In connection with the Fairfield Sentry Chapter 15 case, the U.S. Bankruptcy Court for the Southern District of New York recently denied motions to dismiss constructive trust claims asserted under the laws of the British Virgin Islands even though the “Safe Harbor” under Sections 546(e) and 561(d) of the U.S. Bankruptcy Code would have barred the claims if the plaintiffs had asserted the claims under U.S. state law. The Bankruptcy Court determined untested issues regarding the scope of the Supremacy Clause of the U.S. Constitution and held that congressional intent to apply the Safe Harbor to preempt non-avoidance foreign law claims must be explicit (which it is not, under Section 561(d)), whereas for U.S. state law claims, such intent may be implied. The result is anomalous in that the Safe Harbor would bar certain claims (such as constructive trust claims) if asserted under U.S. state law but would not bar similar claims asserted under foreign law. This anomaly will lead to a proliferation of litigation as enterprising practitioners seek to extend the logic of the Bankruptcy Court’s ruling to other claims (such as unjust enrichment) and/or dress up avoidance claims as foreign law non-avoidance claims in order to benefit from the Bankruptcy Court’s ruling.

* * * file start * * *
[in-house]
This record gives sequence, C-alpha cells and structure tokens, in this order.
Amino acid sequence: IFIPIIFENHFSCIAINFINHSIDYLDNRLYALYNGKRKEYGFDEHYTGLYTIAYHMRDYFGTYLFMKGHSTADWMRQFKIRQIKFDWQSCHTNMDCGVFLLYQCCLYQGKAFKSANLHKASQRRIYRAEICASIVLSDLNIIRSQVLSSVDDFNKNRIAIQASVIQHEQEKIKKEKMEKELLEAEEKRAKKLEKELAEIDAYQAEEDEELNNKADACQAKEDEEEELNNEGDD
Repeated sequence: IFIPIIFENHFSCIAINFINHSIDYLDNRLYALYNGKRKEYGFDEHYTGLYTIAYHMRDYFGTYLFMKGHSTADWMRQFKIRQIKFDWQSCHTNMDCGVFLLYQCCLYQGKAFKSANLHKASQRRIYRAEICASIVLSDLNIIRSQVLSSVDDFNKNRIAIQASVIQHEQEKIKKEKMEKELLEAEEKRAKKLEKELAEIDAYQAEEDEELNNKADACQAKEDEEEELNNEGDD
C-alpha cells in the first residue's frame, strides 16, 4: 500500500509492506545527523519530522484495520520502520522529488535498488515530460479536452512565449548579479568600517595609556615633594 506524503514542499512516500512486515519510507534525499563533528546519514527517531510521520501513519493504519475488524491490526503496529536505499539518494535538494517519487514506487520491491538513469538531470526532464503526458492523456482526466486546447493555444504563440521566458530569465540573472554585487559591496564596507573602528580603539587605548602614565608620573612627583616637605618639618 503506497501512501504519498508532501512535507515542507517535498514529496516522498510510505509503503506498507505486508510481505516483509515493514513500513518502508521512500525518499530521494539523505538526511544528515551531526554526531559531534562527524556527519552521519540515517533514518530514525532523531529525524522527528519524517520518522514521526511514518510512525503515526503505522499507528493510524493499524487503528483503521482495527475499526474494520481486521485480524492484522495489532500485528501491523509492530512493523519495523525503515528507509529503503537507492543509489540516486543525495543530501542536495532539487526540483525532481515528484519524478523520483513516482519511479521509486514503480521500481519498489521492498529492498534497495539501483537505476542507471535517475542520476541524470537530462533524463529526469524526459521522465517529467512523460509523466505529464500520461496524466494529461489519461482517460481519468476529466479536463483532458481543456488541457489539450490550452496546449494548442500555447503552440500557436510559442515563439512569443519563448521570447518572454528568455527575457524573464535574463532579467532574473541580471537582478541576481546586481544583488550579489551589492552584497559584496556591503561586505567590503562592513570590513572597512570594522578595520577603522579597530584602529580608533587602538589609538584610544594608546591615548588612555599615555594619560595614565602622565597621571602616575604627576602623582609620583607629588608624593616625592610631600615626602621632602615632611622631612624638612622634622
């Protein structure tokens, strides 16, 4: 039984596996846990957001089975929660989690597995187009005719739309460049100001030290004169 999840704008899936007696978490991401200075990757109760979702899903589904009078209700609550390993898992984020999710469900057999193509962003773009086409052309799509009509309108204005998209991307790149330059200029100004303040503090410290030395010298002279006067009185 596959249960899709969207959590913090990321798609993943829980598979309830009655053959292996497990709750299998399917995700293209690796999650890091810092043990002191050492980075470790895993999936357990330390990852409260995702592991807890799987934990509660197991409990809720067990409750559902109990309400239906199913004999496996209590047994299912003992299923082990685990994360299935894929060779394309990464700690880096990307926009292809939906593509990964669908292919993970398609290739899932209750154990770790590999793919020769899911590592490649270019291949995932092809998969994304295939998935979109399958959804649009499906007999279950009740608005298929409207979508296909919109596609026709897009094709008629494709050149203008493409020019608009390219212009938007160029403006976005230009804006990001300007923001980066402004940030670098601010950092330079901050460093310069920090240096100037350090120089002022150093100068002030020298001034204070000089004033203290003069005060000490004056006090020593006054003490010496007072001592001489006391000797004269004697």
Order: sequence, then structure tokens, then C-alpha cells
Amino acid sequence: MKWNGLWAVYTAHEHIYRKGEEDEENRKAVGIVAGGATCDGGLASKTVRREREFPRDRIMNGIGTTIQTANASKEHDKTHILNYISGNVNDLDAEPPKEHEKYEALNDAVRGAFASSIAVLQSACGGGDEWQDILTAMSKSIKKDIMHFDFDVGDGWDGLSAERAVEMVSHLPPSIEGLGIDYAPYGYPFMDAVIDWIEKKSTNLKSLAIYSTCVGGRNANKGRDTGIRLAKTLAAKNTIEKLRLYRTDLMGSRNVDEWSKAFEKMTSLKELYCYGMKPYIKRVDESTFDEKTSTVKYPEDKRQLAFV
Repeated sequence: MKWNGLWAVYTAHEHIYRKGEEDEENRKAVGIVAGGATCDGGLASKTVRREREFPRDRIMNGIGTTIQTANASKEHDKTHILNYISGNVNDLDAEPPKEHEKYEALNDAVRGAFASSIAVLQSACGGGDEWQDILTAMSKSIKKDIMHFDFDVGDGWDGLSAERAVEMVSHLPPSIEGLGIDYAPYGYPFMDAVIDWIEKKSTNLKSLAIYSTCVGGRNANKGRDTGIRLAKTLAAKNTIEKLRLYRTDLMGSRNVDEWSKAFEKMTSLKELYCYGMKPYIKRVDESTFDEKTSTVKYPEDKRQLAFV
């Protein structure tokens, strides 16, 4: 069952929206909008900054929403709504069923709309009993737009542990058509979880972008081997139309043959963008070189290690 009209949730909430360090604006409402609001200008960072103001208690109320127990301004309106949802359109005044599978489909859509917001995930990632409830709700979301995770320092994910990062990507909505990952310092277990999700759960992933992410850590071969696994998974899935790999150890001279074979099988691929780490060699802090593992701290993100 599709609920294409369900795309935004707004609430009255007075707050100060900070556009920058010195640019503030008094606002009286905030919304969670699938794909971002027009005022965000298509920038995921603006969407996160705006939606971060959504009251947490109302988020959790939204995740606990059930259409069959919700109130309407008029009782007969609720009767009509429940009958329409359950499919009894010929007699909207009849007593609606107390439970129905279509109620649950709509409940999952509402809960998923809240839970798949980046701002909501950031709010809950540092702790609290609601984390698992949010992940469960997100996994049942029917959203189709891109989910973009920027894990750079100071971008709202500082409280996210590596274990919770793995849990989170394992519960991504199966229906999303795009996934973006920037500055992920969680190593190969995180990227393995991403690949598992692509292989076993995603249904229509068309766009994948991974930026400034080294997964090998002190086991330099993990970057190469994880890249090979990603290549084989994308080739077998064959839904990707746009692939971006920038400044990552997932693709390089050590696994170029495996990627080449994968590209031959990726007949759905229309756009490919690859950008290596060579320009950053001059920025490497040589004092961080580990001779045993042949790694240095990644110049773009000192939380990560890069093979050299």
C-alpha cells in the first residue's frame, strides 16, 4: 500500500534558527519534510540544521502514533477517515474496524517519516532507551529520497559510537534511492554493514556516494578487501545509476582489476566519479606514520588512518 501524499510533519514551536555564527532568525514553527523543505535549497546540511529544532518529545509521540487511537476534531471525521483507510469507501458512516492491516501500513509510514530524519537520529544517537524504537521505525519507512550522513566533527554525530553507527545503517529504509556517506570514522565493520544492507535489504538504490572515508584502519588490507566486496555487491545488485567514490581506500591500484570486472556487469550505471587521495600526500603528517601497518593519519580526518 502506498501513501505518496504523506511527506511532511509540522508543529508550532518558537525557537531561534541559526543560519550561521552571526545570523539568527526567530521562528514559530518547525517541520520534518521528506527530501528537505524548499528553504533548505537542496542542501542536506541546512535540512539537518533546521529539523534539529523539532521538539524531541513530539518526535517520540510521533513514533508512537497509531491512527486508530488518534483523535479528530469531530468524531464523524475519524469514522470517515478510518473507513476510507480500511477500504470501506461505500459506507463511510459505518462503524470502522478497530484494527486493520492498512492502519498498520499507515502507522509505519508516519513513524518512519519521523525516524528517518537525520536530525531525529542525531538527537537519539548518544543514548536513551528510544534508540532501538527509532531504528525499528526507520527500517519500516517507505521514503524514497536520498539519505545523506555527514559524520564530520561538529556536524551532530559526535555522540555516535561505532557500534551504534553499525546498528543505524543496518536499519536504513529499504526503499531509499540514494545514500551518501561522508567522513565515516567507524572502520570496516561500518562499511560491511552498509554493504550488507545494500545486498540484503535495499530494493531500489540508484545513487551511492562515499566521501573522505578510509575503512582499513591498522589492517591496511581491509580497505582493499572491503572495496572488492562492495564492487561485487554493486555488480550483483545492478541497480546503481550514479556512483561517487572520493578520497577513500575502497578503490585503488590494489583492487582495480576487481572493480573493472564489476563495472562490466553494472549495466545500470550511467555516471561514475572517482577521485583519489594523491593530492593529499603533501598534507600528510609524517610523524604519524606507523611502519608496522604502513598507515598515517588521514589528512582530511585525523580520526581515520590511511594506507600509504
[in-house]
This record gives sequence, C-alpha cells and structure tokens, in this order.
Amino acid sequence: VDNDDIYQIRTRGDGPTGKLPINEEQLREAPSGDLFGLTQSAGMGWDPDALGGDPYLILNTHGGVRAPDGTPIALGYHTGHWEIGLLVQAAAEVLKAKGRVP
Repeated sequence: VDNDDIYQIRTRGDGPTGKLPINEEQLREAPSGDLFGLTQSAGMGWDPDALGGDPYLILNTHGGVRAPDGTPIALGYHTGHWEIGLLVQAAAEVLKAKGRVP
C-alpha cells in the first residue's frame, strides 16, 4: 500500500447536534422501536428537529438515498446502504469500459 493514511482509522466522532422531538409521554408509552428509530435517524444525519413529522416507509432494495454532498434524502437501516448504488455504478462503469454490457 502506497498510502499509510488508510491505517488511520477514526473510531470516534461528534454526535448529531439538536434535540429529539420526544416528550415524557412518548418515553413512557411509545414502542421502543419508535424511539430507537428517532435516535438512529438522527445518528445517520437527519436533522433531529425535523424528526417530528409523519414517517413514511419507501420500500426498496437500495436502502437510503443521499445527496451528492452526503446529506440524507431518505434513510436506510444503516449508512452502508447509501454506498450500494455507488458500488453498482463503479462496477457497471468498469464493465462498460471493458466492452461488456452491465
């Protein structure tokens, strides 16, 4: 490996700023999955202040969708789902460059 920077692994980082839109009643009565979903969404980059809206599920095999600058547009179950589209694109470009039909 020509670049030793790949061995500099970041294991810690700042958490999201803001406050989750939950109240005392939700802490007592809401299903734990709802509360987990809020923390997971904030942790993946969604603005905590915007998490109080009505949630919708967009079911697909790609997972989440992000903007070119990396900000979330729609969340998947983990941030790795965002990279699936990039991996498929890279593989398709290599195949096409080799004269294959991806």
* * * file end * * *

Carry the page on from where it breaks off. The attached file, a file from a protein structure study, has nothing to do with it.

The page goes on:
This piece was published in the New York Law Journal on April 7, 2021.  Click here to view.